In Britain men and women have equal status professionally and socially. Members of both sexes are independent and are free to enter public places – such as restaurants and bars – unaccompanied.

Smoking

Smoking is not allowed in public areas such as restaurants, bars, shops, cinemas, offices and hospitals. Many people do not allow smoking in their homes.

Personal Safety

In Stirling city centre, as with many other towns and cities in Scotland, video cameras are used to help promote safety and discourage casual theft or assault. This system has proved successful in reducing street crime, but you should be aware of this. Stirling generally has a very safe and friendly environment and its streets are safe at night. However, it is always advisable to be careful, particularly with your possessions. At night, especially in areas you do not know, try to be with a friend. Our campus, according to Central Scotland Police, is one of the safest in Britain. However, it is always sensible to take precautions. You should be particularly careful of small valuables – for example, lap-top, mobile phone, handbag etc. If you are a victim of a crime you should always report this to the police.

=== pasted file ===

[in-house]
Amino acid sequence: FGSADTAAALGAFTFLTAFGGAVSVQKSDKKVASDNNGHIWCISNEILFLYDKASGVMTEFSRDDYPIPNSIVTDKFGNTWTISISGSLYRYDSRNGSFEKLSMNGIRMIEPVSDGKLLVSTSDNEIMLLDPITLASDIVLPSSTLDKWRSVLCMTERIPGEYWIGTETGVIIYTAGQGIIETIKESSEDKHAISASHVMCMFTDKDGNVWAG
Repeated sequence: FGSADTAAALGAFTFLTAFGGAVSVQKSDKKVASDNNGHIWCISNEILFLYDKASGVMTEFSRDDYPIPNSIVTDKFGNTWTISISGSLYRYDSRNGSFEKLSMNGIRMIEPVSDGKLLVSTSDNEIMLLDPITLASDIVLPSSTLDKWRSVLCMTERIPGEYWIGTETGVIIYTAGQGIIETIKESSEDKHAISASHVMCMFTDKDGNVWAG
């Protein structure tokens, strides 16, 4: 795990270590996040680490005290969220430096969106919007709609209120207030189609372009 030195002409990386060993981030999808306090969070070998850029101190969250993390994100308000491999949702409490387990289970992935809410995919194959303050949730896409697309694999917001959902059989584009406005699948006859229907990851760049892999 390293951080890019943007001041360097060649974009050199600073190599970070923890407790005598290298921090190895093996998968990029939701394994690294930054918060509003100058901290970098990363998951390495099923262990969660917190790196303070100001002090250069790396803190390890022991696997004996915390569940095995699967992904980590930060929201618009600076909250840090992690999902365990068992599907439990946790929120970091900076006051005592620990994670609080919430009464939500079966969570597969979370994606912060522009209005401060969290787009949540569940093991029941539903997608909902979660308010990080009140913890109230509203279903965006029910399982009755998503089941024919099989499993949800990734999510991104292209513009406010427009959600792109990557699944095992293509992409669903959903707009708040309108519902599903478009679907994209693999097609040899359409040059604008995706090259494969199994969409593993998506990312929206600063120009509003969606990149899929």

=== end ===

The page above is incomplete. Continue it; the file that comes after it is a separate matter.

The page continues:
Police and Citizens' Rights

The police, a civilian and unarmed force, are here to assist and serve the public. Their role is to protect life and property, prevent crime and, when crime is committed, to investigate it in an effort to detect offenders and bring them to justice. Police officers do not routinely carry firearms (pistols and rifles) in the UK, although some specialist police and airport police officers may carry such weapons. The police do, however, carry other equipment to help them apprehend suspects and also defend themselves.

Generally, if you find yourself involved with the police, be co-operative. If you are ever arrested, you have the right to remain silent until you have arranged a solicitor/lawyer to help you. If you need legal advice you can consult the Students' Association or the Citizens' Advice Bureau.

The police officer with responsibility for the University campus will make a short presentation to international students during the September induction programme.